According to the Wall Street Journal, Google has abruptly canceled a company-wide meeting, scheduled for Thursday afternoon, that was meant to address employee questions about the company's diversity policies.
In an email to his staff, Sundar Pichai explained that questions from employees had been leaked and that in some cases the identities of some employees were revealed, exposing them to harassment and threats.
The memo, which was shared on the tech blog Gizmodo, attributes biological differences between men and women to the reason why "we don't have 50 percent representation of women in tech and leadership".
"I want you to know there's a place for you in this industry, there's a place for you at Google".
The marches will take place "anywhere Google has an office" including Austin, Boston, New York City, Mountain View, and Washington D.C., reports The Hill magazine. Don't let anyone tell you otherwise. "A smaller percentage of you wish we would do more", he wrote.
During his Thursday appearance, Mr. Pichai said that as Google continues to build products for an worldwide audience, it must strive for its workforce to be an accurate representation of that audience, having people of all genders, ethnicities, backgrounds, and religions.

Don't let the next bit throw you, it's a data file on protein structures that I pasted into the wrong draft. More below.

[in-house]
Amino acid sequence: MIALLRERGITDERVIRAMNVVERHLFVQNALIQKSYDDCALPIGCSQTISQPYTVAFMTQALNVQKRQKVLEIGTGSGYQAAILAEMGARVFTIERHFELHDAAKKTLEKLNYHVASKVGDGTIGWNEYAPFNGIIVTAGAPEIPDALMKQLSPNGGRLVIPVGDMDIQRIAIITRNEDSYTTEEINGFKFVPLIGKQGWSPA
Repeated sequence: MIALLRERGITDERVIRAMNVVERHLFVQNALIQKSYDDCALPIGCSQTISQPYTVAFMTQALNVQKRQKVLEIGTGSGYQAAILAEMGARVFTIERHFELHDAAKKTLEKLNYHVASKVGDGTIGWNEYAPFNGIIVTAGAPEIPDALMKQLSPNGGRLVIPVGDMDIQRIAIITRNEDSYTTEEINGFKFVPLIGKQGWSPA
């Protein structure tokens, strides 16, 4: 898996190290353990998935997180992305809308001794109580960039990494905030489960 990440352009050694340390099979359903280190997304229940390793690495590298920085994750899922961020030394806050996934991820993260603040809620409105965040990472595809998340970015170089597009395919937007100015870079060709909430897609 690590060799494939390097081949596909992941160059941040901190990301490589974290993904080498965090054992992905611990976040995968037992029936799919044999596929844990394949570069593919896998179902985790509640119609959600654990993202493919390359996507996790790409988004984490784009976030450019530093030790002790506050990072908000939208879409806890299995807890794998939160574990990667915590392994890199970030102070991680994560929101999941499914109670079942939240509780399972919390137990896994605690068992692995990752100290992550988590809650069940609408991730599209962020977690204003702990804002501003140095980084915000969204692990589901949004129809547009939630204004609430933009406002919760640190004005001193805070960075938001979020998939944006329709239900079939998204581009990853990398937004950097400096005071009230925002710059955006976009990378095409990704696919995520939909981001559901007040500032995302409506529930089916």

During his interaction with several former and current women employees from Google, Finberg said they make around $40,000 less than male colleagues doing the same work.
Jonathan Segal of Philadelphia said that if Google did not fire him, it could have faced suits from employees over not addressing a "hostile work environment". He told Molyneux he made a decision to write the memo after attending a Google diversity program, where he heard things he "definitely disagreed with".
The employee who was sacked has threatened legal action against the company for dismissing him after he expressed his views. He added that the memo originally was 10 pages and was leaked with much of that scientific data supporting his gender views edited out.
As such, experts say Damore might not have been fired at a company that doesn't have such a clear message on diversity. Statistics may show that women tend to go toward certain jobs that are more people-oriented, but "that's only because that is what society tells us to do", 12-year-old Ashni said.
"We'll find a better way to help our employees connect and discuss these important issues further", a Google spokesperson said in response to an AFP inquiry.